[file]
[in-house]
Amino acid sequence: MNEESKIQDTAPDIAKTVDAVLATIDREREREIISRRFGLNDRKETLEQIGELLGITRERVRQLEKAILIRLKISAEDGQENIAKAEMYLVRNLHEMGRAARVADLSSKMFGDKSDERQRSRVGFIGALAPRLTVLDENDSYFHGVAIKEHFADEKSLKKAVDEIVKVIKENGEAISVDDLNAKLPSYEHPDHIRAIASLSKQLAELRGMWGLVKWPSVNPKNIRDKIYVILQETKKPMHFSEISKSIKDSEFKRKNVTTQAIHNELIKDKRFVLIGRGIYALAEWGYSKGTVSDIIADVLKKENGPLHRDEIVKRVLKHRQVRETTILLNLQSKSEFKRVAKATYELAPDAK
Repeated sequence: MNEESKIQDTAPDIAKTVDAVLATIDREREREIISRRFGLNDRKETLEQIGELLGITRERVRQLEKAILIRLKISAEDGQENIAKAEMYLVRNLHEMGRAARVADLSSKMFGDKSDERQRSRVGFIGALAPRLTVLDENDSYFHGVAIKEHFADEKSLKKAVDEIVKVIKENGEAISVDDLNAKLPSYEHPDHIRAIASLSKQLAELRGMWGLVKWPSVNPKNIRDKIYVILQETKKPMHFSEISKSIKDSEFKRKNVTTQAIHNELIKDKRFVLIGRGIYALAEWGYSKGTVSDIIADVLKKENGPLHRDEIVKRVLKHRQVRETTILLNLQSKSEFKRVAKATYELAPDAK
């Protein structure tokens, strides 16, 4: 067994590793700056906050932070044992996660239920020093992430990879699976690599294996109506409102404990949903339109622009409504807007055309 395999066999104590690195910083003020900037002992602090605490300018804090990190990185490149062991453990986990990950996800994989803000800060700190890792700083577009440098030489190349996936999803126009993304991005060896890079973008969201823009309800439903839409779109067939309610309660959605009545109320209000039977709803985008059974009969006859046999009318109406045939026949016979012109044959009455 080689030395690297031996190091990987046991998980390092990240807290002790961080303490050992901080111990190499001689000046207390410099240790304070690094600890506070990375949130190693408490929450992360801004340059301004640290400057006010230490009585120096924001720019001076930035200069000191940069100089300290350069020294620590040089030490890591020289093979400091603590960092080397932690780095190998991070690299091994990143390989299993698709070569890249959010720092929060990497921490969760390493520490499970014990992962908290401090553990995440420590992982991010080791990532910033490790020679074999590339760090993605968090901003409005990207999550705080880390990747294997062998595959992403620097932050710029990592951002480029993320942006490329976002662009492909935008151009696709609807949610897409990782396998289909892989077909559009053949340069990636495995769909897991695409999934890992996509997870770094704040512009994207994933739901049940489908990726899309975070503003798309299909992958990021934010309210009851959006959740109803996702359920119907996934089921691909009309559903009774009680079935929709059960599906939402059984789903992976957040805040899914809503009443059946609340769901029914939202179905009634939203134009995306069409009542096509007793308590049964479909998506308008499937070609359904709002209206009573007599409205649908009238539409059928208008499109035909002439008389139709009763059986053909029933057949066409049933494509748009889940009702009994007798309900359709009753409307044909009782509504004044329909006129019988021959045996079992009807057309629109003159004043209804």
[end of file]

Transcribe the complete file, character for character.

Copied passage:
[in-house]
Amino acid sequence: MNEESKIQDTAPDIAKTVDAVLATIDREREREIISRRFGLNDRKETLEQIGELLGITRERVRQLEKAILIRLKISAEDGQENIAKAEMYLVRNLHEMGRAARVADLSSKMFGDKSDERQRSRVGFIGALAPRLTVLDENDSYFHGVAIKEHFADEKSLKKAVDEIVKVIKENGEAISVDDLNAKLPSYEHPDHIRAIASLSKQLAELRGMWGLVKWPSVNPKNIRDKIYVILQETKKPMHFSEISKSIKDSEFKRKNVTTQAIHNELIKDKRFVLIGRGIYALAEWGYSKGTVSDIIADVLKKENGPLHRDEIVKRVLKHRQVRETTILLNLQSKSEFKRVAKATYELAPDAK
Repeated sequence: MNEESKIQDTAPDIAKTVDAVLATIDREREREIISRRFGLNDRKETLEQIGELLGITRERVRQLEKAILIRLKISAEDGQENIAKAEMYLVRNLHEMGRAARVADLSSKMFGDKSDERQRSRVGFIGALAPRLTVLDENDSYFHGVAIKEHFADEKSLKKAVDEIVKVIKENGEAISVDDLNAKLPSYEHPDHIRAIASLSKQLAELRGMWGLVKWPSVNPKNIRDKIYVILQETKKPMHFSEISKSIKDSEFKRKNVTTQAIHNELIKDKRFVLIGRGIYALAEWGYSKGTVSDIIADVLKKENGPLHRDEIVKRVLKHRQVRETTILLNLQSKSEFKRVAKATYELAPDAK
């Protein structure tokens, strides 16, 4: 067994590793700056906050932070044992996660239920020093992430990879699976690599294996109506409102404990949903339109622009409504807007055309 395999066999104590690195910083003020900037002992602090605490300018804090990190990185490149062991453990986990990950996800994989803000800060700190890792700083577009440098030489190349996936999803126009993304991005060896890079973008969201823009309800439903839409779109067939309610309660959605009545109320209000039977709803985008059974009969006859046999009318109406045939026949016979012109044959009455 080689030395690297031996190091990987046991998980390092990240807290002790961080303490050992901080111990190499001689000046207390410099240790304070690094600890506070990375949130190693408490929450992360801004340059301004640290400057006010230490009585120096924001720019001076930035200069000191940069100089300290350069020294620590040089030490890591020289093979400091603590960092080397932690780095190998991070690299091994990143390989299993698709070569890249959010720092929060990497921490969760390493520490499970014990992962908290401090553990995440420590992982991010080791990532910033490790020679074999590339760090993605968090901003409005990207999550705080880390990747294997062998595959992403620097932050710029990592951002480029993320942006490329976002662009492909935008151009696709609807949610897409990782396998289909892989077909559009053949340069990636495995769909897991695409999934890992996509997870770094704040512009994207994933739901049940489908990726899309975070503003798309299909992958990021934010309210009851959006959740109803996702359920119907996934089921691909009309559903009774009680079935929709059960599906939402059984789903992976957040805040899914809503009443059946609340769901029914939202179905009634939203134009995306069409009542096509007793308590049964479909998506308008499937070609359904709002209206009573007599409205649908009238539409059928208008499109035909002439008389139709009763059986053909029933057949066409049933494509748009889940009702009994007798309900359709009753409307044909009782509504004044329909006129019988021959045996079992009807057309629109003159004043209804």